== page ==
Born in Hobart, Tasmania on June 20, 1909, Errol Flynn had a rocky school history, which ended abruptly with his expulsion from the Shore School for theft. He was an unsettled youth; he was later fired from a job as a clerk for allegedly stealing petty cash. In subsequent years, he moved to Papua, New Guinea and Sydney, Australia.
His acting career began when he appeared as an amateur in the Australian movie about Fletcher Christian and the mutiny aboard the ship HMS Bounty. He was soon in Britain pursuing an acting career and trained for seven months at the Northampton Repertory Company. However, Flynn had to leave there after a big bust up with a female stage manager. However, he was quickly snapped up by Warner Brothers and moved to the United States, where his career began to flourish.
Errol was type-cast as a dashing adventurer, and his film roles helped to bring action-adventure movies back into popularity. He was noted for his fast-paced and well-choreographed sword fights. His acting range extended beyond adventure films such as Captain Blood and The Sea Hawk – he would also be seen in contemporary social comedies like Four’s a Crowd.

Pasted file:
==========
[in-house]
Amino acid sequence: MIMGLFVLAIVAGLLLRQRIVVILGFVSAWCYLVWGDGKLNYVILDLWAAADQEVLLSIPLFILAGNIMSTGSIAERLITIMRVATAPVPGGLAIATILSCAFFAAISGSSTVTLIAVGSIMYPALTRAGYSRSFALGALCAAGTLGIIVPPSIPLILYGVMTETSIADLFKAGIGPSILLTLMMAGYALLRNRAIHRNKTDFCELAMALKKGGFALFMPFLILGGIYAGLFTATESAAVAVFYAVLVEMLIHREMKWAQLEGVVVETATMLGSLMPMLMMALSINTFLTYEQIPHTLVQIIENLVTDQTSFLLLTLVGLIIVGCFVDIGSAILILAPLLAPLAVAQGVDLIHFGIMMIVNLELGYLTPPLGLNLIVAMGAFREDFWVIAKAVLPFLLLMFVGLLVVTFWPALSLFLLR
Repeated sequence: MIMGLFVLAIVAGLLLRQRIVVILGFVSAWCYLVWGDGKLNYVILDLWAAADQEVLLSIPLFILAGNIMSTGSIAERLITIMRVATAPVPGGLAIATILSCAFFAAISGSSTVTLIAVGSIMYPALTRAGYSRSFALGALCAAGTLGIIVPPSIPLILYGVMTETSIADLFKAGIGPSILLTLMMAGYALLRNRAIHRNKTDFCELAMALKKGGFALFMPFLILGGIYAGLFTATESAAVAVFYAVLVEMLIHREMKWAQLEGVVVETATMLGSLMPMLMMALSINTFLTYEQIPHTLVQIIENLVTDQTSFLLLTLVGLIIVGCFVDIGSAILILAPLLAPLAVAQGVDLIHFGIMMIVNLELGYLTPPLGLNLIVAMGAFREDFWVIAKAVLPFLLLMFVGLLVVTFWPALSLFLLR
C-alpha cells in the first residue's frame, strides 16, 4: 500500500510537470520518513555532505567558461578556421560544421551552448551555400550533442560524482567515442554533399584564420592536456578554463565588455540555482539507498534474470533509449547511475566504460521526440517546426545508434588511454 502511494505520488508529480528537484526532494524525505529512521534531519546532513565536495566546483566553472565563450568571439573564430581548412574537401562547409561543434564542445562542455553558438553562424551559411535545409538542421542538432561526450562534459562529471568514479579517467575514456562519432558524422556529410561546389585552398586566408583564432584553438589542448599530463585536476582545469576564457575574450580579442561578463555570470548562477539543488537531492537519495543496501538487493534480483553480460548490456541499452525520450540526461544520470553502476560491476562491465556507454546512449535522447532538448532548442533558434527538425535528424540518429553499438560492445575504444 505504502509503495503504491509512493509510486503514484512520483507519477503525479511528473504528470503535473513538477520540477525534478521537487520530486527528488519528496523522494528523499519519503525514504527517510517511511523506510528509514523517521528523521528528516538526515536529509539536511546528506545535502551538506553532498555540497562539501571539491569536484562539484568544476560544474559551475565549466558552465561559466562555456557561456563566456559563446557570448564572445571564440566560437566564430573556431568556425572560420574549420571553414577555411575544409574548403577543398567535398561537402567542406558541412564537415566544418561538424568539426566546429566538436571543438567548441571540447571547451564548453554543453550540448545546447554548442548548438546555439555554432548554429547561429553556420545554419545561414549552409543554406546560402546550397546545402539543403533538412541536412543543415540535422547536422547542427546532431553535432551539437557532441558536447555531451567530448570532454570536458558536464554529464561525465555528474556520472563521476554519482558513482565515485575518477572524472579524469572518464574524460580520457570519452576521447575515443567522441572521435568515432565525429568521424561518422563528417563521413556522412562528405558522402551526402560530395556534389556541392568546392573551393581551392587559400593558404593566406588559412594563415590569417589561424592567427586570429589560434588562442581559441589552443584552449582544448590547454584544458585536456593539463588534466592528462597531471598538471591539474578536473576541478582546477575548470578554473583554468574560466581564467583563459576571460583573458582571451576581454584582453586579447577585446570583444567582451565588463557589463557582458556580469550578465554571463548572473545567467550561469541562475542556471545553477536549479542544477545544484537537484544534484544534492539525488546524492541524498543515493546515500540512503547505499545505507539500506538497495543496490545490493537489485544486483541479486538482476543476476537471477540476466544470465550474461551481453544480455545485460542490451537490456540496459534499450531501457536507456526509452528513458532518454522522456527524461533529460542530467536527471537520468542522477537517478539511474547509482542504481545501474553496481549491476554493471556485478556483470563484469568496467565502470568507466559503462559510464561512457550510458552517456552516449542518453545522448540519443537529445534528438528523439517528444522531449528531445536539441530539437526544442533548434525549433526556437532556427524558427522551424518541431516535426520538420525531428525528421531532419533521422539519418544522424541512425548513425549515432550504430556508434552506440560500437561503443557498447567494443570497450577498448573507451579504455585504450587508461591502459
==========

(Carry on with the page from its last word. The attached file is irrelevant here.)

He was cast eight times with Olivia de Havilland – both admitted there was chemistry between them, though nothing ever came of it because Errol was married. By 1940, he was the fourteenth most popular actor in the United States.
Unlike other actors in the US, Errol never signed up for military duty, and nothing was ever publicized by his studio as to why this was. The public’s taste in movies changed from the English-based epics, in which he did well, to urban realism and film noir. Flynn was unable to make the transition across genres, and the quality of his acting dropped. His career was over by the time he was 41, and he was released from his contracts. This probably came as a relief to many of his co-workers, as it was reported that his behavior on the set had become very disruptive.
Errol was known for his wild lifestyle of womanizing, chain smoking, and heavy drinking. He featured in many scandals, including an accusation of statutory rape by two underage women, which was reported by the Chicago Tribune Most of his fans assumed he was like his gallant on-screen persona and refused to believe there was a dark side to the real man. Even though he won the court cases against him, Flynn’s public image was now damaged beyond repair.
His last known work was a narrated short film about Fidel Castro. During the 1950s, he suffered from hepatitis and liver damage. He died in 1959 of a heart attack complicated by cirrhosis of the liver.
Both his parents survived him, as did his two ex-wives, his estranged wife, and his four children. He is buried in California – a place he often said he hated. The life of Errol Flynn is the subject of many biographies and films.